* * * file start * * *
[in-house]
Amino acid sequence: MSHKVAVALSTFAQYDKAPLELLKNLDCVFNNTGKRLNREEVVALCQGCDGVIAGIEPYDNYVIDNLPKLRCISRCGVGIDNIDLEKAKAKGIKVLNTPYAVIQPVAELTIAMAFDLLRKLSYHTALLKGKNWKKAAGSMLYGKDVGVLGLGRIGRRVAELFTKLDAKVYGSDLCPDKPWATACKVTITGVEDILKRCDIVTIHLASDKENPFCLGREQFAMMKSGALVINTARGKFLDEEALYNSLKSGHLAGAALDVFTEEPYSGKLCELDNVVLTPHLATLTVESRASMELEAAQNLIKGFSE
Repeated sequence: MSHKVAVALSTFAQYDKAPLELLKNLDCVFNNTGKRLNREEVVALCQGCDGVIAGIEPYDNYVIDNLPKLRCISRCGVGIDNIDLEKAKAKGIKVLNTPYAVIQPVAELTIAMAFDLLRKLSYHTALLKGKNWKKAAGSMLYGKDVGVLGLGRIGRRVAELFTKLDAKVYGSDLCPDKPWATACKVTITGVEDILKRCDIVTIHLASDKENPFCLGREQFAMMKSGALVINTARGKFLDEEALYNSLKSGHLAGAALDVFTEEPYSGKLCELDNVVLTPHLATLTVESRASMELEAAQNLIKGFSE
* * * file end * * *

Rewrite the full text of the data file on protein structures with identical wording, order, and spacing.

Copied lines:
[in-house]
Amino acid sequence: MSHKVAVALSTFAQYDKAPLELLKNLDCVFNNTGKRLNREEVVALCQGCDGVIAGIEPYDNYVIDNLPKLRCISRCGVGIDNIDLEKAKAKGIKVLNTPYAVIQPVAELTIAMAFDLLRKLSYHTALLKGKNWKKAAGSMLYGKDVGVLGLGRIGRRVAELFTKLDAKVYGSDLCPDKPWATACKVTITGVEDILKRCDIVTIHLASDKENPFCLGREQFAMMKSGALVINTARGKFLDEEALYNSLKSGHLAGAALDVFTEEPYSGKLCELDNVVLTPHLATLTVESRASMELEAAQNLIKGFSE
Repeated sequence: MSHKVAVALSTFAQYDKAPLELLKNLDCVFNNTGKRLNREEVVALCQGCDGVIAGIEPYDNYVIDNLPKLRCISRCGVGIDNIDLEKAKAKGIKVLNTPYAVIQPVAELTIAMAFDLLRKLSYHTALLKGKNWKKAAGSMLYGKDVGVLGLGRIGRRVAELFTKLDAKVYGSDLCPDKPWATACKVTITGVEDILKRCDIVTIHLASDKENPFCLGREQFAMMKSGALVINTARGKFLDEEALYNSLKSGHLAGAALDVFTEEPYSGKLCELDNVVLTPHLATLTVESRASMELEAAQNLIKGFSE